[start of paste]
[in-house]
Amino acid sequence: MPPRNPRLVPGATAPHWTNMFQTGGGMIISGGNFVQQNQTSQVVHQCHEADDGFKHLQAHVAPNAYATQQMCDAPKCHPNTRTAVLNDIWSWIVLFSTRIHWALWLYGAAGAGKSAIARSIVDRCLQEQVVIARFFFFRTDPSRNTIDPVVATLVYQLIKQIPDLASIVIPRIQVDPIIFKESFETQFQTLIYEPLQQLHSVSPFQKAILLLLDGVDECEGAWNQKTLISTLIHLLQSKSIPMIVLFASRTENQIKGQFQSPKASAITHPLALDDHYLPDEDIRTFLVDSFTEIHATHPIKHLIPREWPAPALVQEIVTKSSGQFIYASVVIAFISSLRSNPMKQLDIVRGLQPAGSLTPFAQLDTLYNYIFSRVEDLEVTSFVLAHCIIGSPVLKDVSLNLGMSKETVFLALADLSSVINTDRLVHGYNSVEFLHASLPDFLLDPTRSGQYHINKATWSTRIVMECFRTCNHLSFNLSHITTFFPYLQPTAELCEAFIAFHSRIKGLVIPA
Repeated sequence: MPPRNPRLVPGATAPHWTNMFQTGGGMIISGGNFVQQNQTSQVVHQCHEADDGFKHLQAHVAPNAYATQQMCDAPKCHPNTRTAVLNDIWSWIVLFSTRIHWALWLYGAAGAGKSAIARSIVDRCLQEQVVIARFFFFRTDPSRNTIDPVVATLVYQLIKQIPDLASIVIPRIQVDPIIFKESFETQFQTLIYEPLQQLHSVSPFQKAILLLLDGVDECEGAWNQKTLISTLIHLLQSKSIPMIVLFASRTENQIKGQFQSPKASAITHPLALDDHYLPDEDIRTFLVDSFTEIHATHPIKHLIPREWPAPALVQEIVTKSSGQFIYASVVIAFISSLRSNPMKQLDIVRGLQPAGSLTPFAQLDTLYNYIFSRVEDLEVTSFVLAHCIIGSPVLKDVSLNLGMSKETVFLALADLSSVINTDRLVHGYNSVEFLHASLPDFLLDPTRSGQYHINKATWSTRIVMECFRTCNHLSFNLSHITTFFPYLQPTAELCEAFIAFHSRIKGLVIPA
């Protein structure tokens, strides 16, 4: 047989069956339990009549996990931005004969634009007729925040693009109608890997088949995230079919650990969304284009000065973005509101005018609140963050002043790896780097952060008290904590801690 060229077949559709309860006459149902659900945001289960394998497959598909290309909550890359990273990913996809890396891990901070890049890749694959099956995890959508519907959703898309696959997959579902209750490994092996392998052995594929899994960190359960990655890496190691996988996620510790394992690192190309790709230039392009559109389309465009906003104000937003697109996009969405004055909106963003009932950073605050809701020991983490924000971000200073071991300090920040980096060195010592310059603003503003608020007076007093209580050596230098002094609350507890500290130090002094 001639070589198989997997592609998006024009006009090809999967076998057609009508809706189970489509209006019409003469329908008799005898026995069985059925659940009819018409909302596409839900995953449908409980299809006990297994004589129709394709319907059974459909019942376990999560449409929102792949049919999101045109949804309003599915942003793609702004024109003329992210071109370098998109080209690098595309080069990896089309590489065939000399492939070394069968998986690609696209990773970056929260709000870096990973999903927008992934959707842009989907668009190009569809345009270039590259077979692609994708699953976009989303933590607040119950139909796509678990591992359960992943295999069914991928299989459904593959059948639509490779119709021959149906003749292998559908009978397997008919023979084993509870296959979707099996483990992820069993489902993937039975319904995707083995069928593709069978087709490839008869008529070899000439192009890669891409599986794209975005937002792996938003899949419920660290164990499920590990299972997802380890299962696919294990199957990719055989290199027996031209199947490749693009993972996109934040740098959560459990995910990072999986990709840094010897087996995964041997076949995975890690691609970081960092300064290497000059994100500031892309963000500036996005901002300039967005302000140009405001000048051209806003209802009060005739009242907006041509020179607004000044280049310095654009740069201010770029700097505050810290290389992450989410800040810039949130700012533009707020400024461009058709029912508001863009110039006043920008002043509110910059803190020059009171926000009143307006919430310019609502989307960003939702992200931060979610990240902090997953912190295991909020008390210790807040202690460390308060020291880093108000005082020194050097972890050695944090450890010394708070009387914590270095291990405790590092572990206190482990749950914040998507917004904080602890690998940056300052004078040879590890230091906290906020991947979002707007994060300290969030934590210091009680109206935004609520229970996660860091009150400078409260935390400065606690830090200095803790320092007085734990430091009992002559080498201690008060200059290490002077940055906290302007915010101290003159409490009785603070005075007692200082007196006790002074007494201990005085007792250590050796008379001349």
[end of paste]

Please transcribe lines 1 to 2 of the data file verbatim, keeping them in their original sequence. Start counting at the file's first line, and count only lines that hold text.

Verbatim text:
[in-house]
Amino acid sequence: MPPRNPRLVPGATAPHWTNMFQTGGGMIISGGNFVQQNQTSQVVHQCHEADDGFKHLQAHVAPNAYATQQMCDAPKCHPNTRTAVLNDIWSWIVLFSTRIHWALWLYGAAGAGKSAIARSIVDRCLQEQVVIARFFFFRTDPSRNTIDPVVATLVYQLIKQIPDLASIVIPRIQVDPIIFKESFETQFQTLIYEPLQQLHSVSPFQKAILLLLDGVDECEGAWNQKTLISTLIHLLQSKSIPMIVLFASRTENQIKGQFQSPKASAITHPLALDDHYLPDEDIRTFLVDSFTEIHATHPIKHLIPREWPAPALVQEIVTKSSGQFIYASVVIAFISSLRSNPMKQLDIVRGLQPAGSLTPFAQLDTLYNYIFSRVEDLEVTSFVLAHCIIGSPVLKDVSLNLGMSKETVFLALADLSSVINTDRLVHGYNSVEFLHASLPDFLLDPTRSGQYHINKATWSTRIVMECFRTCNHLSFNLSHITTFFPYLQPTAELCEAFIAFHSRIKGLVIPA